Beyond Beirut - Travel in Lebanon

Lebanon's compact size means that visitors on all but the quickest of trips can discover the country's major sites on day trips from Beirut. The below extracts are adapted from the Beirut Focus Guide & Lebanon Handbook, by Middle East expert Jess Lee.

(c) Jess Lee
The Roman ruins of Baalbek

During the 1960s it seemed that nothing could rain on Lebanon’s parade. The darling of the jet-set brigade, Lebanon had a ‘ski in the morning, swim in the afternoon’ tourist campaign which catapulted the country to the top of the list of must-see Middle Eastern destinations. People flocked to Beirut to play before heading to the Bekaa to gape at the mammoth temples and tumbled columns of Roman Baalbek, ending their day, cocktail in hand, harbour-side in Byblos. Lebanon was a tourist-brochure dream.

Then it all went horribly wrong. Fifteen years of civil war brought the nation to its knees, pulverised the capital and caused a reign of chaos to hail across the countryside. The tourism industry belly-flopped into history and unless you were a journalist, Lebanon was a place you avoided like the plague. Since the end of the war in 1990, the journey from no-go zone to tourism hot-spot has not been smooth. Outbreaks of sectarian violence, a spate of high-profile assassinations, the 2006 July War between Israel and Hezbollah and continuing political unrest and upheaval have kept Lebanon in the media-eye for all the wrong reasons considerably hindering efforts to entice visitors back. Most recently, sporadic outbreaks of violence caused by overspill from the Syrian civil war have yet again thrust Lebanon under the media spotlight.

(c) Jess Lee
Martyr's Square in Beirut commemorates the hanging of Lebanese nationalists by the Ottomans in WWI.

Lebanon though has a knack for reinvention and this bite-sized cornucopia of the Middle East is bouncing back onto the tourism stage. Beirut, still wearing the scars of war on its sleeve, is the Arab world at its most cosmopolitan and is a proud emblem for Lebanon's remarkable recovery and survival after years of turmoil and is a buzzing city. Visitors are once again strolling down the restored cobblestone alleys of Byblos. Heading inland reveals spectacular scenery and tumbled temples. In a state this small (the entire country is roughly only half the size of Wales) the fact that foreign travellers are still something of a novelty outside the main centres is staggering. There is much more to this pint-sized nation than meets the eye...

Crusader Castle archaeological site, Byblos

North of Beirut: Beautiful little Byblos (Jbail) has an unhurried Mediterranean charm. With its pretty harbourside souq & important archaeological site, it is the main north coast highlight, but even ugly-looking Jounieh has an Ottoman-period heart hiding some charming buildings from that era. Thrill-seekers shouldn't miss a ride on the terrifying Jounieh teleferique, while those who like a flutter will enjoy a night out at the casino. Just out of town and not to be missed is Jeita Grotto, one of the largest collections of stalactites and stalagmites in the world - the formations are breathtakingly beautiful. Just north of Byblos the sleepy hamlet of Batroun is worth a stop for its delicious lemonade alone.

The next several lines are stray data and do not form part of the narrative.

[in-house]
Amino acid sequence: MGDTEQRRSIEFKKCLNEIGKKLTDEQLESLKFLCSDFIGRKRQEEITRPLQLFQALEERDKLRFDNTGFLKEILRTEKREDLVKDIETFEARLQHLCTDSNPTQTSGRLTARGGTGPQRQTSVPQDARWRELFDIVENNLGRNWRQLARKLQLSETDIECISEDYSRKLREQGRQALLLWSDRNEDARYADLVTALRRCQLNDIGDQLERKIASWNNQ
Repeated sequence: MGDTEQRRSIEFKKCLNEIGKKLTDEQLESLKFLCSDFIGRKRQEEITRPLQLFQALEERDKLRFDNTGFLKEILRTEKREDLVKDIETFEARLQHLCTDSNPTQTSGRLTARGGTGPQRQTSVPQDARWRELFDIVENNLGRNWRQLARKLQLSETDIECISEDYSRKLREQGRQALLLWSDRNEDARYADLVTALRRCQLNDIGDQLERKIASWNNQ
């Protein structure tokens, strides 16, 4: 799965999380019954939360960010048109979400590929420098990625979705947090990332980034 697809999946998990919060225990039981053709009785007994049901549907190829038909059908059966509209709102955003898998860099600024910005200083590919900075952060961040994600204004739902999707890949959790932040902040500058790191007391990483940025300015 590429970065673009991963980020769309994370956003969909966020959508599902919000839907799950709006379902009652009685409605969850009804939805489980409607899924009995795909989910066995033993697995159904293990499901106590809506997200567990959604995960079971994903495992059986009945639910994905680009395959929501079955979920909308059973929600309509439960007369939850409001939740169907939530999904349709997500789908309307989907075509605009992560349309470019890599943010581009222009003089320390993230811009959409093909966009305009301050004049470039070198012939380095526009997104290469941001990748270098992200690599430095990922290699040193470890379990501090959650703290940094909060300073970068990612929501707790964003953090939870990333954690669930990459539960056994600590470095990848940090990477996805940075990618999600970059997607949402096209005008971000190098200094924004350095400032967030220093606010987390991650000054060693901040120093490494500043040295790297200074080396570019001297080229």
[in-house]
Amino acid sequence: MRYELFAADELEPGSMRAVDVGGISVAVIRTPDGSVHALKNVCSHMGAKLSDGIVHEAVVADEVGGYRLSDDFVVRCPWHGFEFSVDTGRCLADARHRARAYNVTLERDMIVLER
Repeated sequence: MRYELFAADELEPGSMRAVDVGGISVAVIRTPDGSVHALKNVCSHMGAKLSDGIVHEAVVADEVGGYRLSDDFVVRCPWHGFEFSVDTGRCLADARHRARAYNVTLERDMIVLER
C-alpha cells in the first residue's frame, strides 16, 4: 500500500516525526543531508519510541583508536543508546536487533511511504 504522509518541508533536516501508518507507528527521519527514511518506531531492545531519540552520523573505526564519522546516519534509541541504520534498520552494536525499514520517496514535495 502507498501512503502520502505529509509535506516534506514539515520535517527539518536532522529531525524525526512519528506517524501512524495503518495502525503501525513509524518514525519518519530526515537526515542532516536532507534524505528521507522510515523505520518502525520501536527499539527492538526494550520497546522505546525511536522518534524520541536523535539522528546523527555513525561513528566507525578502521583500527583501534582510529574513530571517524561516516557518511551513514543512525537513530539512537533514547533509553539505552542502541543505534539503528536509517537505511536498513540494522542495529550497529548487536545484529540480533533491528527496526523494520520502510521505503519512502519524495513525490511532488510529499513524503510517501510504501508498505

Byblos harbour

East: Directly east of Beirut, the mountains of the Metn rise steeply from the coastal plain. A number of summer resorts have grown up in these mountains - places where Beirutis can come to escape the heat and humidity of the city. Beit Meri and Broummana can both be visited as a short round trip from Beirut, returning via the town of Bikfaya, and offer impressive views and an appealing summer climate. Meanwhile, the Mount Lebanon region is a winter-sports enthusiast's dream - you can launch yourself onto the slopes during the day and still get back to Beirut in time for a late dinner. When the snow melts, most of the resorts here press the snooze button and revert back to charmingly sleepy alpine hamlets.

South: To the south of Beirut, running parallel to the coast, lie the Chouf Mountains, home to large swathes of densely forested slopes speckled with red-roofed villages hugging the ridges. The Beiteddine Palace is this region's most spectacular monument, a sumptuous example of the opulent lives of the Emirs.

Inland: Awesome in their sheer sale and mesmerizing in their richness of decoration, the ruins of Baalbek are Lebanon's premier attraction. The ancient splendour and massive dimensions are humbling. Surrounding the ruins is the modern town of Baalbek; unfortunately, due to the current situation across the border in Syria, Baalbek and much of the Bekaa Valley have been labelled no-go zones by many western government travel advisories. Check the situation carefully before you decide to travel here; check the FCO website for up-to-date advice.

Jess Lee is author of the Beirut Focus Guide and the Lebanon Handbook - available from our online shop today.
This is edited copy from Footprint Handbooks. For comprehensive details (incl address, tel no, directions, opening times and prices) please refer to book or individual chapter PDF
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